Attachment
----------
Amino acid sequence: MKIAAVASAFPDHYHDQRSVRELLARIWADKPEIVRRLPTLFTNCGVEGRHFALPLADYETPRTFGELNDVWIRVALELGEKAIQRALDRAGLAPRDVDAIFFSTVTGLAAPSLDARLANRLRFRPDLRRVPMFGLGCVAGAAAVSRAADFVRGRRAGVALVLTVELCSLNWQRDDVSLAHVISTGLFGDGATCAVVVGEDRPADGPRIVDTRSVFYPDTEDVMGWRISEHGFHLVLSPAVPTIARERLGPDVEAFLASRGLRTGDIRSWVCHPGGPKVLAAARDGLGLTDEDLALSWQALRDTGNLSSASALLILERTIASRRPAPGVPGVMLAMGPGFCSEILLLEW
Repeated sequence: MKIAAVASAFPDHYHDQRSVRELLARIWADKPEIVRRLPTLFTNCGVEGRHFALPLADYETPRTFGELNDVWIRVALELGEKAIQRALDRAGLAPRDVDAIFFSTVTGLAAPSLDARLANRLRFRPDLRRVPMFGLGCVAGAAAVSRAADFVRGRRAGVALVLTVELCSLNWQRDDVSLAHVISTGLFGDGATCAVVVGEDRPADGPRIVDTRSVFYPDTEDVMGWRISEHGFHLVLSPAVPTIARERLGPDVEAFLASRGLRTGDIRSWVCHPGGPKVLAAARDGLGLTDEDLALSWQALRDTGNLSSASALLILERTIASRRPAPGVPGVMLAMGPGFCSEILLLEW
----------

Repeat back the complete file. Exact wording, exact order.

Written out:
Amino acid sequence: MKIAAVASAFPDHYHDQRSVRELLARIWADKPEIVRRLPTLFTNCGVEGRHFALPLADYETPRTFGELNDVWIRVALELGEKAIQRALDRAGLAPRDVDAIFFSTVTGLAAPSLDARLANRLRFRPDLRRVPMFGLGCVAGAAAVSRAADFVRGRRAGVALVLTVELCSLNWQRDDVSLAHVISTGLFGDGATCAVVVGEDRPADGPRIVDTRSVFYPDTEDVMGWRISEHGFHLVLSPAVPTIARERLGPDVEAFLASRGLRTGDIRSWVCHPGGPKVLAAARDGLGLTDEDLALSWQALRDTGNLSSASALLILERTIASRRPAPGVPGVMLAMGPGFCSEILLLEW
Repeated sequence: MKIAAVASAFPDHYHDQRSVRELLARIWADKPEIVRRLPTLFTNCGVEGRHFALPLADYETPRTFGELNDVWIRVALELGEKAIQRALDRAGLAPRDVDAIFFSTVTGLAAPSLDARLANRLRFRPDLRRVPMFGLGCVAGAAAVSRAADFVRGRRAGVALVLTVELCSLNWQRDDVSLAHVISTGLFGDGATCAVVVGEDRPADGPRIVDTRSVFYPDTEDVMGWRISEHGFHLVLSPAVPTIARERLGPDVEAFLASRGLRTGDIRSWVCHPGGPKVLAAARDGLGLTDEDLALSWQALRDTGNLSSASALLILERTIASRRPAPGVPGVMLAMGPGFCSEILLLEW